We Can See the Future of Aggie Square

UC Davis Chancellor Gary S. May in tan suit, speaks into TV camera (not seen), while stanbding in front of Aggie Square building
Topping-off ceremony: Chancellor Gary S. May is interviewed by a television news crew at the Aggie Square construction site May 4. (Gregory Urquiaga/UC Davis)

At the Aggie Square groundbreaking in February 2021, the development partners — UC Davis, the city of Sacramento and Wexford Science & Technology LLC — asked us to envision the buildings that would rise where we were standing.

Fourteen months later, the first two buildings — Life Sciences, Technology and Engineering East and Lifelong Learning have reached their full height, eight stories (including a mechanical floor atop LSTE East), which was cause for a topping-off celebration last Thursday (May 4). The structures are pretty much just concrete shells at this point, with some of the locally made curtain glass installed. A six-story garage is also under construction.

While LSTE East and Lifelong Learning will not be finished until the first quarter of 2025, they are far enough along to allow us to stop envisioning. We can see the future, a “thriving hub where we can collaborate and innovate together” as Chancellor Gary S. May said in his remarks to an audience of about 200 people under and outside a tent.


Indeed, the topping-off program — coupled with walking tours around the buildings — focused on how the spaces inside will create what the Winston-Salem, North Carolina-based Wexford calls a “knowledge community” — like 16 similar projects in which the company is a partner across the country.

“As you walk around, you'll hear how the buildings connect, because it is that connection of people where new ideas come forward,” Osha said.


UC Davis Chancellor Gary S. May in tan suit signs Aggie Square poster
Chancellor May signs Aggie Square poster that will hang in one of the new buildings. Other signatories, from left, Caity Maple, member, Sacramento City Council; Eric Guerra, vice mayor, Sacramento; Darrell Steinberg, mayor, Sacramento; and U.S. Rep. Doris Matsui, D-Sacramento. (Gregory Urquiaga/UC Davis)


The first two Aggie Square buildings — comprising 728,000 square feet — are connected on the first and second floors, and within each building some of the floors are connected by way of conveniently located interior stairwells, allowing people to quickly go up or down a floor to meet with their co-workers, rather than using elevators or traditional stairwells.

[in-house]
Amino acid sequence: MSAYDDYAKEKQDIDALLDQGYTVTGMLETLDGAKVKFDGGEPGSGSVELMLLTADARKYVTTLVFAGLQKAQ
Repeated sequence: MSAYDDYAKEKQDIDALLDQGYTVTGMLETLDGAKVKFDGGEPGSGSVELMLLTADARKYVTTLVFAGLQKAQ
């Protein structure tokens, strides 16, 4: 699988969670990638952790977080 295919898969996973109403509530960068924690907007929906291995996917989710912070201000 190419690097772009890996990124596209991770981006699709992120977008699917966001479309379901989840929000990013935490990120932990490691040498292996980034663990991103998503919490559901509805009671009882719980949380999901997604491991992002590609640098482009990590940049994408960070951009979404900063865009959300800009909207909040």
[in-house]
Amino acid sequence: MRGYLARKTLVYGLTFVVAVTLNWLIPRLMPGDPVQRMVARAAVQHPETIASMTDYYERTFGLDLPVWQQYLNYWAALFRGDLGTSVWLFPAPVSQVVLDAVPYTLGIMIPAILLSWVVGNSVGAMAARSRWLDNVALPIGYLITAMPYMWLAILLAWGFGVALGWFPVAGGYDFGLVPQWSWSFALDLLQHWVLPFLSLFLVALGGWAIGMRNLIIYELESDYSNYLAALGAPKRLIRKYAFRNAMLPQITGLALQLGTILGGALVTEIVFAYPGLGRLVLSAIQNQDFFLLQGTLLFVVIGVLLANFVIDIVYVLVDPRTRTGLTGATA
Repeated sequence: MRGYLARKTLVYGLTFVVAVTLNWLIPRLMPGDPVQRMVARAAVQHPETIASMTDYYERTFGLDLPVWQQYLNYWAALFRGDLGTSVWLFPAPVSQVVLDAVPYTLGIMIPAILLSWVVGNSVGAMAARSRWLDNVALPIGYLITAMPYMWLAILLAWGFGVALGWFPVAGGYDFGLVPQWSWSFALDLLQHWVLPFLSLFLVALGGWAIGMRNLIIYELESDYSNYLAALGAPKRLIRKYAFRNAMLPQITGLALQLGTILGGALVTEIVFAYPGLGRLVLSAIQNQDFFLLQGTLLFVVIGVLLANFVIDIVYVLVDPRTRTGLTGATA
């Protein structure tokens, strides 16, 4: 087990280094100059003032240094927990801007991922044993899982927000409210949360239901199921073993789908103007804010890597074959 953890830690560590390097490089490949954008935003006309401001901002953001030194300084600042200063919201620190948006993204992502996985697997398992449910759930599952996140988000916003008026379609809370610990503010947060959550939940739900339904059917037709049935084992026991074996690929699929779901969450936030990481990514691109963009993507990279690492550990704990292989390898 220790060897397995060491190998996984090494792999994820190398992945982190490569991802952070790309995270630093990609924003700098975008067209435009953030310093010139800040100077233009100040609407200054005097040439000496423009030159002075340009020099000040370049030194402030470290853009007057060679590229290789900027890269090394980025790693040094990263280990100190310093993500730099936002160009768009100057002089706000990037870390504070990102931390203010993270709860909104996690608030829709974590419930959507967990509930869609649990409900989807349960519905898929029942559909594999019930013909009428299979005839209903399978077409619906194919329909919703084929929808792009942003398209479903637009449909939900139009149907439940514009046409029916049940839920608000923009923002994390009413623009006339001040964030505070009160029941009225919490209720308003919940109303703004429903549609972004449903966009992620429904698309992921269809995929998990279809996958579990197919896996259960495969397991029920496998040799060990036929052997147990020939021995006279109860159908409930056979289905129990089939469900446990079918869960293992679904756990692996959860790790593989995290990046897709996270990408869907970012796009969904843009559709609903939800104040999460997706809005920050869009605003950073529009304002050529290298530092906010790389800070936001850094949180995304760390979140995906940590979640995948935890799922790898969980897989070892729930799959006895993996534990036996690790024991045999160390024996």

The days of the single researchers in their labs are long gone,” Osha said. “Today, it is teams, diverse teams of people, from different backgrounds working on the grand problems and challenges that we have, and the ability to connect those people — research, academic, start-up, corporate, community, all together — is absolutely critical.

Amanda Hills, a principal with ZGF Architects, in her description of the Life Sciences, Engineering and Technology building, said “active” walls will be plentiful: whiteboards that will allow “collaboration at any moment,” and glass partitions allowing people to see work in progress.

‘Social engineering’

John Marx, professor of English and faculty advisor to the provost for Aggie Square academic planning, commented on the “social engineering” that went into the design: “You can’t have compartmentalization in a building that promotes collaboration.”

The Lifelong Learning Center will be the home of UC Davis Continuing and Professional Education, for its classrooms and offices. A maker space and community spaces are other features of the building, along with a spacious lobby where “lingering and loitering are encouraged,” said Travis Sheridan, chief community officer for Wexford Science & Technology.

The lobby will open onto the east side of the “square” of Aggie Square. Other buildings — including Life Sciences, Technology and Engineering West — will go up on the west and north sides of the square.

In some topping-off ceremonies, the last beam is hoisted into place — and oftentimes people sign the beam. The Aggie Square buildings are made of concrete, so there are no beams. Instead, dignitaries and others signed poster-sized Aggie Square images that will hang in the buildings.

Going forward,” Osha said, “as we celebrate future milestones together, we’ll start to talk about the programs, the activation, the inclusion, the engagement that will really give these buildings their heart and their soul.”

Media Resources

Dateline Staff: Dave Jones, editor, 530-752-6556, dateline@ucdavis.edu; Cody Kitaura, News and Media Relations specialist, 530-752-1932, kitaura@ucdavis.edu.

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